52   8.   4    10.802683     8.600000   -77387.460519   -77387.470835   -77387.460976     2.095560     2.095454    -0.039692    -0.039728 
......
132  26.   6    10.802683     8.600000   -77387.460758   -77387.471728   -77387.461001     2.095030     2.095637    -0.036717    -0.048059 
133  27.   0    10.802683     8.600000   -77387.460615   -77387.470313   -77387.461025     2.095406     2.095589    -0.038881    -0.050831 
134  27.   1    10.802683     8.600000   -77387.460613   -77387.470035   -77387.461017     2.095359     2.095589    -0.038881    -0.050831 
135  27.   2    10.802683     8.600000   -77387.460607   -77387.469200   -77387.460995     2.095217     2.095589    -0.038881    -0.050831 

This log file shows 8 DFT+DMFT cycles, and at each cycle there are 4-10 DFT steps (column 3). The chemical potential (column 4) is fixed, as well as the double-counting (this is because we choose DCs='nominal' in params.dat file. We could choose DCs='exactd', which would give similar results, but would take more time to converge). The next two columns shows total energy and free energy. Finally columns 9 and 10 show the impurity and lattice occupancy, which should match once the loop is converged. The last two columns show the first and the last impurity level.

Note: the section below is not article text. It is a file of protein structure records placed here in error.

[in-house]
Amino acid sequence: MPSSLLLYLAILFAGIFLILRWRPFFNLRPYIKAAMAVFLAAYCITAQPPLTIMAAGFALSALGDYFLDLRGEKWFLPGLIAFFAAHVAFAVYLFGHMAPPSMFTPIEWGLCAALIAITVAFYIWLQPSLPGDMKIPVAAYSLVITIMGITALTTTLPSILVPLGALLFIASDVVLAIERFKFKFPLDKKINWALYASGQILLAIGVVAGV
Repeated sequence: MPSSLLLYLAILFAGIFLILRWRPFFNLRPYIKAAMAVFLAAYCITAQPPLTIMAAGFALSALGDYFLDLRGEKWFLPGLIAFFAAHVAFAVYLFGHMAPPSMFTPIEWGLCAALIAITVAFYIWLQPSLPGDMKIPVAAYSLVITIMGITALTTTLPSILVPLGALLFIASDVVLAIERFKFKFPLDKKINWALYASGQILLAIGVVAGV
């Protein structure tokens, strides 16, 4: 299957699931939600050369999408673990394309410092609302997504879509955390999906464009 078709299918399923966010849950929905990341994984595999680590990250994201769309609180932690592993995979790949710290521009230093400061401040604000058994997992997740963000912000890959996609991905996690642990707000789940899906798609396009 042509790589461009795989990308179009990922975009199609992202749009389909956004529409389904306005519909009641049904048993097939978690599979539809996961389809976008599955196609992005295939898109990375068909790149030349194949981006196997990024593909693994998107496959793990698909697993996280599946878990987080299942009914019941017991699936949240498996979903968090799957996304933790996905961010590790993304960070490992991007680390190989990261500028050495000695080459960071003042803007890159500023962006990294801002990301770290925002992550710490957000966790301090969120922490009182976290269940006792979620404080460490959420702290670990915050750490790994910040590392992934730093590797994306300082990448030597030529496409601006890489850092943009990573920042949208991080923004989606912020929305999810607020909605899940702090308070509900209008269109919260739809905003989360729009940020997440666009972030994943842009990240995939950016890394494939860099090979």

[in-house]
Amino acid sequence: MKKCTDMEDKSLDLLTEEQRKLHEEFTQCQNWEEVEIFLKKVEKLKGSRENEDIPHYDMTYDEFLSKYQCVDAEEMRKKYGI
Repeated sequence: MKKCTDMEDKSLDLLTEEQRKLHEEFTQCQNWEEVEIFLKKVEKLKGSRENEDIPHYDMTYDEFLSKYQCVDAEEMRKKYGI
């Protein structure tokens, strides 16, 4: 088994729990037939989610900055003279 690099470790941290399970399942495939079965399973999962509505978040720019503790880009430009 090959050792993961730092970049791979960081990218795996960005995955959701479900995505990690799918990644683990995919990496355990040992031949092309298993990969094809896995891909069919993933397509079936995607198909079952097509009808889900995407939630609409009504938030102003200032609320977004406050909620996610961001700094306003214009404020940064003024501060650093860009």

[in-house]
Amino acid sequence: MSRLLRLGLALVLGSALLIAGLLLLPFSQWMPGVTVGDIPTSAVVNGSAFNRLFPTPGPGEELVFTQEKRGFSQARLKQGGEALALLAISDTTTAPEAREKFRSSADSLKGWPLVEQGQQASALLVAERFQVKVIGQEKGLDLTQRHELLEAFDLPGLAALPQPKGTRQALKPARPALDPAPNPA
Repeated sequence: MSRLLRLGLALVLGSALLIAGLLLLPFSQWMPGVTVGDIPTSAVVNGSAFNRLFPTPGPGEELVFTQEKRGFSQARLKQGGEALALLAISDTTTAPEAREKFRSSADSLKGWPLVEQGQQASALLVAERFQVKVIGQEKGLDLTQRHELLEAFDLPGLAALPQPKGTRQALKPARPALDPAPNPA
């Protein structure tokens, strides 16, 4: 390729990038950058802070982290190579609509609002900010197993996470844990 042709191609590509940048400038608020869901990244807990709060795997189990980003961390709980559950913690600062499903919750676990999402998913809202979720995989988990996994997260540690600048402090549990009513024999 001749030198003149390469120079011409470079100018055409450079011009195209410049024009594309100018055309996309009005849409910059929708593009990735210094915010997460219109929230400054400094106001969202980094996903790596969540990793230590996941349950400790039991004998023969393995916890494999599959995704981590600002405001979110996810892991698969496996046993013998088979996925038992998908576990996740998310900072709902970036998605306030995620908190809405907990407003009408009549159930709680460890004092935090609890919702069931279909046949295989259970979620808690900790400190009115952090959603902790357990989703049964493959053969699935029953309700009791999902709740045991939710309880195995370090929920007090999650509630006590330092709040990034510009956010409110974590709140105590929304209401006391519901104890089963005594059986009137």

At this point, we can proceed to the next step.

Once the calculation is done on the imaginary axis, we need to do analytical continuation to obtain the self energy on the real axis. For this,we first take average of the sig.inp files from the last few steps (in order to reduce the noise) by
saverage.py sig.inp.30.?
This script creates the averaged file sig.inpx. Next, create a new directory, and copy the averaged self energy sig.inpx to this working directory. Also copy the maxent_params.dat file, which contains the parameters for the analytical continuation process. Then run
maxent_run.py sig.inpx
which uses the maximum entropy method to do analytical continuation. This creates the self energy Sig.out on the real axis. The imaginary part of self-energy should be similar to this plot: